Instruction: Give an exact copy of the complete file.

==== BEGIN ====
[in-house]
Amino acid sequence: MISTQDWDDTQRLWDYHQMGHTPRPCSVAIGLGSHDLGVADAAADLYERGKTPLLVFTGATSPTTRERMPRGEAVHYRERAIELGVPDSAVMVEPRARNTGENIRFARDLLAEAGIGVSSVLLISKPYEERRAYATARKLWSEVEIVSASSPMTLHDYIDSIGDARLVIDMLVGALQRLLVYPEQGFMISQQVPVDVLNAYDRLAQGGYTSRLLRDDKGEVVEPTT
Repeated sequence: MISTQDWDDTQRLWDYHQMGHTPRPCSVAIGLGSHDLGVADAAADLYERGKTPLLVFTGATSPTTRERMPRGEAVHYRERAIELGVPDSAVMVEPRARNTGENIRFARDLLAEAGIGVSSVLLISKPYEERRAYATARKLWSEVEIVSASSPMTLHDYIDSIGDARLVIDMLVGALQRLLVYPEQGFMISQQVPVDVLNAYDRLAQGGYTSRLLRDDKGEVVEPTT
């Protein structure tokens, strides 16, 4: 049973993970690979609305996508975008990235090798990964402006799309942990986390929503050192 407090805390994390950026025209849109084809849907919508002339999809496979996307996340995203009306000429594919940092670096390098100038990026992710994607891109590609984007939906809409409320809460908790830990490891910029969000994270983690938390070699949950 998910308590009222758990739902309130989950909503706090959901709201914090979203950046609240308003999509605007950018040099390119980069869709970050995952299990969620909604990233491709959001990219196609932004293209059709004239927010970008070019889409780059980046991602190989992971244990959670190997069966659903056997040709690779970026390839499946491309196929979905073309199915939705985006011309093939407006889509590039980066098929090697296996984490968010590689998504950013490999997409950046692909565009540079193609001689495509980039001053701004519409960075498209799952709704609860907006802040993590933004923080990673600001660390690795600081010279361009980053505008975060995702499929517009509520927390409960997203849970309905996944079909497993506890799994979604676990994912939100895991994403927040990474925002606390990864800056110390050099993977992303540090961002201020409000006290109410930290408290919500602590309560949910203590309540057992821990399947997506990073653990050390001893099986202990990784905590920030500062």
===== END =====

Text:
[in-house]
Amino acid sequence: MISTQDWDDTQRLWDYHQMGHTPRPCSVAIGLGSHDLGVADAAADLYERGKTPLLVFTGATSPTTRERMPRGEAVHYRERAIELGVPDSAVMVEPRARNTGENIRFARDLLAEAGIGVSSVLLISKPYEERRAYATARKLWSEVEIVSASSPMTLHDYIDSIGDARLVIDMLVGALQRLLVYPEQGFMISQQVPVDVLNAYDRLAQGGYTSRLLRDDKGEVVEPTT
Repeated sequence: MISTQDWDDTQRLWDYHQMGHTPRPCSVAIGLGSHDLGVADAAADLYERGKTPLLVFTGATSPTTRERMPRGEAVHYRERAIELGVPDSAVMVEPRARNTGENIRFARDLLAEAGIGVSSVLLISKPYEERRAYATARKLWSEVEIVSASSPMTLHDYIDSIGDARLVIDMLVGALQRLLVYPEQGFMISQQVPVDVLNAYDRLAQGGYTSRLLRDDKGEVVEPTT
């Protein structure tokens, strides 16, 4: 049973993970690979609305996508975008990235090798990964402006799309942990986390929503050192 407090805390994390950026025209849109084809849907919508002339999809496979996307996340995203009306000429594919940092670096390098100038990026992710994607891109590609984007939906809409409320809460908790830990490891910029969000994270983690938390070699949950 998910308590009222758990739902309130989950909503706090959901709201914090979203950046609240308003999509605007950018040099390119980069869709970050995952299990969620909604990233491709959001990219196609932004293209059709004239927010970008070019889409780059980046991602190989992971244990959670190997069966659903056997040709690779970026390839499946491309196929979905073309199915939705985006011309093939407006889509590039980066098929090697296996984490968010590689998504950013490999997409950046692909565009540079193609001689495509980039001053701004519409960075498209799952709704609860907006802040993590933004923080990673600001660390690795600081010279361009980053505008975060995702499929517009509520927390409960997203849970309905996944079909497993506890799994979604676990994912939100895991994403927040990474925002606390990864800056110390050099993977992303540090961002201020409000006290109410930290408290919500602590309560949910203590309540057992821990399947997506990073653990050390001893099986202990990784905590920030500062």